Language changes. Distinctions that were once important fade, becoming esoteric, then vanishing. Many people don’t notice such losses. Others do notice. Complaints about the current sad state of writing or the language are no new thing. For instance, Harvard started its expository writing program in 1897 because faculty members were so distressed at their students’ abysmal writing. One of their complaints: students seemed unable to keep straight the distinction between will and shall. The faculty was trying to hold back the tide on that one: the will/shall distinction has since been lost to American English. And a hundred years from now, the who/whom distinction will probably have gone the same way.
This post is about another fading distinction: that between adjectives appropriate for “countable” and “uncountable” nouns. Have you noticed that many supermarkets have changed the signs on their express lanes to read “10 items or fewer,” rather than “10 items or less”? That’s because the pedants were getting on their cases. You see, items are countable, and you use fewer with countable nouns. Less is for uncountable things, such as rice. (Tip: Uncountable nouns generally don’t have a separate plural form — rice, flour, sand, air, gasoline, music, advice, etc.)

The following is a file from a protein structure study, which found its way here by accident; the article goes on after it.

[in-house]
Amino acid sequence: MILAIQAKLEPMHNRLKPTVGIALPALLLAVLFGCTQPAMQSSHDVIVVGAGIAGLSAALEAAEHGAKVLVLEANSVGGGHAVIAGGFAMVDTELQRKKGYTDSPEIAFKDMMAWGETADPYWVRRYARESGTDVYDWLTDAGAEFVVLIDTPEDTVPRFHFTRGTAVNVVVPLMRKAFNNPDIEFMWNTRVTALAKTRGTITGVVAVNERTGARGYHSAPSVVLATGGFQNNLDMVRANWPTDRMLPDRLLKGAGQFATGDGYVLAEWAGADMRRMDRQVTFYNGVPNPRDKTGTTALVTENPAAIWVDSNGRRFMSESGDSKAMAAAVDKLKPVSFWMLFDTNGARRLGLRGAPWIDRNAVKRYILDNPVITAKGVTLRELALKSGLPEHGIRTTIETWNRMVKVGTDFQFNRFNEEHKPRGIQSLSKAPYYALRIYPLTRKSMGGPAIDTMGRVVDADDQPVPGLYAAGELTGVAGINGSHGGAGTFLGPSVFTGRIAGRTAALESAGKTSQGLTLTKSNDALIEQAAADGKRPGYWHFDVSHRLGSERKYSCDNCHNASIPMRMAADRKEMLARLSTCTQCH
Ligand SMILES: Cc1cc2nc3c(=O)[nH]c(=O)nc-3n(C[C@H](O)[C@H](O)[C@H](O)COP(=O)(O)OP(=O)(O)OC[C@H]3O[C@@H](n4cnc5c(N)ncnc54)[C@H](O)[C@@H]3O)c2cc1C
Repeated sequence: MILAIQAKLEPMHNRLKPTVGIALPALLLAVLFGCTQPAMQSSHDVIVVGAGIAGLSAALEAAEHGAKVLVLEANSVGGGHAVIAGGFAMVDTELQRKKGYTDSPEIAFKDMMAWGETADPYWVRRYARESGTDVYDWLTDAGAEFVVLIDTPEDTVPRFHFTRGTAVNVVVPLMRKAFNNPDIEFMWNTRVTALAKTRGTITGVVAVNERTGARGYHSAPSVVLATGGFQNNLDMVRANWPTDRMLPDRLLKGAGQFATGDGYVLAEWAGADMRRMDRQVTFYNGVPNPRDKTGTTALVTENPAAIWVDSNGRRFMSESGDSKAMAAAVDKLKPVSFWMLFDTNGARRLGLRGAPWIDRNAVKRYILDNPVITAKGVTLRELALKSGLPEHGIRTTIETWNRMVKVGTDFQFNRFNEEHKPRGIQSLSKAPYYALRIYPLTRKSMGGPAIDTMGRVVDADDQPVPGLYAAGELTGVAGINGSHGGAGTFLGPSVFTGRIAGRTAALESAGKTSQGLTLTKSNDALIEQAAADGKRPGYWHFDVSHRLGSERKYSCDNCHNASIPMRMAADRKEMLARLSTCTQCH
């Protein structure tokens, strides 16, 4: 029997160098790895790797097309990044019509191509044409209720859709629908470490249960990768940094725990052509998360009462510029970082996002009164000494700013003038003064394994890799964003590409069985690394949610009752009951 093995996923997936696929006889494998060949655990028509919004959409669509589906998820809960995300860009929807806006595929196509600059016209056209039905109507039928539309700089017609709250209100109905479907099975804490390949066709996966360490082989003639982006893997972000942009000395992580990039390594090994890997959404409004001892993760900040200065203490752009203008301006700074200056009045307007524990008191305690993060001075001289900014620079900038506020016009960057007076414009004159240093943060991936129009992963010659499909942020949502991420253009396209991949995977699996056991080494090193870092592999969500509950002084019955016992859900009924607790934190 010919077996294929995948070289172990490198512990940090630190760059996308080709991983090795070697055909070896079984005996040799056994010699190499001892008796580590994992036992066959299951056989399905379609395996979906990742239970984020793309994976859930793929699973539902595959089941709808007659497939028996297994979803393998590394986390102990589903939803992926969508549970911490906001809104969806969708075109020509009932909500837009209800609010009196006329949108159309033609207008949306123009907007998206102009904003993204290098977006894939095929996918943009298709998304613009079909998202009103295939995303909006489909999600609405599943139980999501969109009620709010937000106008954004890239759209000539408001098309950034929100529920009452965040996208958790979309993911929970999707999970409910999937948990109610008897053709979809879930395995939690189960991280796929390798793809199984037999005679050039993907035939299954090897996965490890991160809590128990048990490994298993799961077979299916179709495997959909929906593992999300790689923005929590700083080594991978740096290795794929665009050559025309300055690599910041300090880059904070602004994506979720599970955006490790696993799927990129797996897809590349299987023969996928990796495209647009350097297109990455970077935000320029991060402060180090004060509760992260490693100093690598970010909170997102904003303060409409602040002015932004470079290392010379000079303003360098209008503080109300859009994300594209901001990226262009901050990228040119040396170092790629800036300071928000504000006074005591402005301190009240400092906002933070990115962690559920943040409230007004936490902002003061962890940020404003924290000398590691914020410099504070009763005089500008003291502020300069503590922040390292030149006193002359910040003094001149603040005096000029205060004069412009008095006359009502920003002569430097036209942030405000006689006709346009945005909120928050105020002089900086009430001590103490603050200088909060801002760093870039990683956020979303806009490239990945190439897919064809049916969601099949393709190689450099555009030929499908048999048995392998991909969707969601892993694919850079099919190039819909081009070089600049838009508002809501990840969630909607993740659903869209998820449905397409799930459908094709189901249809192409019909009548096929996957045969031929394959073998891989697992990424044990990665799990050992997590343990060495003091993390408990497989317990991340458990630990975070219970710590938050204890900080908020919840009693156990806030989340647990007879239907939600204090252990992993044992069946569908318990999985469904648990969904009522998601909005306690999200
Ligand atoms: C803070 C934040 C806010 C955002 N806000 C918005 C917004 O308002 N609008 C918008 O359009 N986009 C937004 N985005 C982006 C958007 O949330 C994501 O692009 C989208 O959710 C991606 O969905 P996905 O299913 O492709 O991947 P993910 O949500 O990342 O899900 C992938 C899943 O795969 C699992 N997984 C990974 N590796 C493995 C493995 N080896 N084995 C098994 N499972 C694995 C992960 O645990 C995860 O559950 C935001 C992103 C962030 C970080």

So, let’s take beans as our countable noun and rice as our uncountable one:
This burrito is too big! I’d like less rice and fewer beans.
This burrito has a greater amount of rice and a greater number of beans.
I don’t have many beans or much rice. I need to go shopping!
The less/fewer distinction is the most abused, but you’ll also see amount attached to countable nouns. The linguistic trend seems to be the replacement of countable with uncountable forms. In a hundred years, fewer and number might sound precious or archaic, as shall does to modern American speakers. But for now, I think the distinction still holds. By a single, countable thread.